It is apparent that advanced glycosylation end products (AGEs) contribute to nerve damage either by direct action on neurons and myelin or by enhancing oxidative stress under hyperglycemic conditions. Thus, there is a great deal of interest in agents that either prevent the formation of AGEs or agents that reverse the nonenzymatic glycation of proteins.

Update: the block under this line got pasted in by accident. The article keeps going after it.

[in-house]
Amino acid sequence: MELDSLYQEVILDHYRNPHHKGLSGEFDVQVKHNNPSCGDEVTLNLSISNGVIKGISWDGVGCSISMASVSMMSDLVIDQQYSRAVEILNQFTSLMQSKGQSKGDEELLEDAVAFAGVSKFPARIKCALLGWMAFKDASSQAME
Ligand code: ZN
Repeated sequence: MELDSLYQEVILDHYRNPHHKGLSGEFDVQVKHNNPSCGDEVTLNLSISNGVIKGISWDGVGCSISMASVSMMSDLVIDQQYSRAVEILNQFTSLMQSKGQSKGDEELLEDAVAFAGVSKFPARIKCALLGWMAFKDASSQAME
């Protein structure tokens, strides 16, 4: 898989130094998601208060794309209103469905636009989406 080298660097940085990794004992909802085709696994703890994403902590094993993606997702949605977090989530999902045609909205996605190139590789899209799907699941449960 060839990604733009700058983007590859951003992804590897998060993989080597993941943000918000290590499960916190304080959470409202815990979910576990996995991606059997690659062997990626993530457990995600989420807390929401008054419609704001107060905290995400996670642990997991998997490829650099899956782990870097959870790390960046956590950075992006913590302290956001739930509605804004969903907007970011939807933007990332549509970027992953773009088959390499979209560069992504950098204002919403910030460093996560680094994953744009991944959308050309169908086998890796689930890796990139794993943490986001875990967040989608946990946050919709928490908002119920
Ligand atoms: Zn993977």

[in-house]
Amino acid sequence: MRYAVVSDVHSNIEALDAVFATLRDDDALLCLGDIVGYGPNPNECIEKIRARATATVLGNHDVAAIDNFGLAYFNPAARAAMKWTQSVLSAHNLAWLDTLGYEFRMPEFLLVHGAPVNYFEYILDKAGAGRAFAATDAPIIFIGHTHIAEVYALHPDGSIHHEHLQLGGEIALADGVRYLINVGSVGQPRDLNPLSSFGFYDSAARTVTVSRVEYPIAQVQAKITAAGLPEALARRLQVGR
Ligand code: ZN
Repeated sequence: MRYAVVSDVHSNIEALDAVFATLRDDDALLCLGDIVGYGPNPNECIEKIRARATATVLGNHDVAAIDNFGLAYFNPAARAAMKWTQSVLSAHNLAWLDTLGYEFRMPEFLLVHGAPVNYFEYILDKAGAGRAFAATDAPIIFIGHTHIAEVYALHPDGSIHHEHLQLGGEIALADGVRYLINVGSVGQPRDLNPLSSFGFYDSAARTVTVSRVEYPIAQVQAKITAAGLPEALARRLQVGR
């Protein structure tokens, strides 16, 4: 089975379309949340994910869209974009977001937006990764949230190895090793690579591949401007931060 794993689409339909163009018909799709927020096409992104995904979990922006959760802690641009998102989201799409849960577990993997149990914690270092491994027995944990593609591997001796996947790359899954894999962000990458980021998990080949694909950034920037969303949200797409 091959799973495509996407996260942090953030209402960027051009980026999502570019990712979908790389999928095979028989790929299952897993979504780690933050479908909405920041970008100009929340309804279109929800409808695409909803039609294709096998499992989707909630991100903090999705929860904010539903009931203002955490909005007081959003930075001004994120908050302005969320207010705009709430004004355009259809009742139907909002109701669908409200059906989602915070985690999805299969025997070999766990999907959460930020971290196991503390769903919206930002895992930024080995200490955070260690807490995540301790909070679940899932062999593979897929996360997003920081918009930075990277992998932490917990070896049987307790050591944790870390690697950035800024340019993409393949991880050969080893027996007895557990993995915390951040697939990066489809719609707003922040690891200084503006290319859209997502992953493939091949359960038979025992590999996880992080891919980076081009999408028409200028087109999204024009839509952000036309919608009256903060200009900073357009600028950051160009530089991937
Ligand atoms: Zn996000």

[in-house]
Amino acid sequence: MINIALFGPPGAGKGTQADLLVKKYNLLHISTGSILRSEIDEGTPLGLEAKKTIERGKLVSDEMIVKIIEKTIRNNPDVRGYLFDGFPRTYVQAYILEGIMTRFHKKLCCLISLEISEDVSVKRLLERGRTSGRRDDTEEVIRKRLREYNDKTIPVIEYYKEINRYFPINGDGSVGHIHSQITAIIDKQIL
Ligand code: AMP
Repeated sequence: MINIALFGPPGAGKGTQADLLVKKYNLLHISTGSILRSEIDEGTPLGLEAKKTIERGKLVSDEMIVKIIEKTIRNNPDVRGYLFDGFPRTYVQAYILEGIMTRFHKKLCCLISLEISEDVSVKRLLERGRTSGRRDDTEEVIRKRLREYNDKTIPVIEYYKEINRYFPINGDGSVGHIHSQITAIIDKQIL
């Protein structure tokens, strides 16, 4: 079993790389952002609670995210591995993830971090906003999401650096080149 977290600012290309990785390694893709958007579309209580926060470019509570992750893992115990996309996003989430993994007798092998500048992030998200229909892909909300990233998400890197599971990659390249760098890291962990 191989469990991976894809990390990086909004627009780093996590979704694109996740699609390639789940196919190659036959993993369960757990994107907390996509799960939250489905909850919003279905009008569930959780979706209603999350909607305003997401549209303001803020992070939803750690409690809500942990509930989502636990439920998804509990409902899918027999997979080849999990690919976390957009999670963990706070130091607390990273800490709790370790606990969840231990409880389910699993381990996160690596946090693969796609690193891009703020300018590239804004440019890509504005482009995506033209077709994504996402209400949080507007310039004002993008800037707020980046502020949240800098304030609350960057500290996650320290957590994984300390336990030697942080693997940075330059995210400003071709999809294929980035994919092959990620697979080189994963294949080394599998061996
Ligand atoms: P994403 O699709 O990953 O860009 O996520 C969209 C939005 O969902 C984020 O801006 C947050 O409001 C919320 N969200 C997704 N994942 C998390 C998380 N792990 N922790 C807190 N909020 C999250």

Animal studies using aminoguanidine, an inhibitor of the formation of AGEs, showed improvement in nerve conduction velocity in rats with STZ-induced diabetic neuropathy. However, controlled clinical trials to determine its efficacy in humans have been discontinued because of toxicity (19,20). However, there are compounds related to aminoguanidine that reduced AGE formation and hold promise for this approach, although these have not been systematically studied in humans (21-24).
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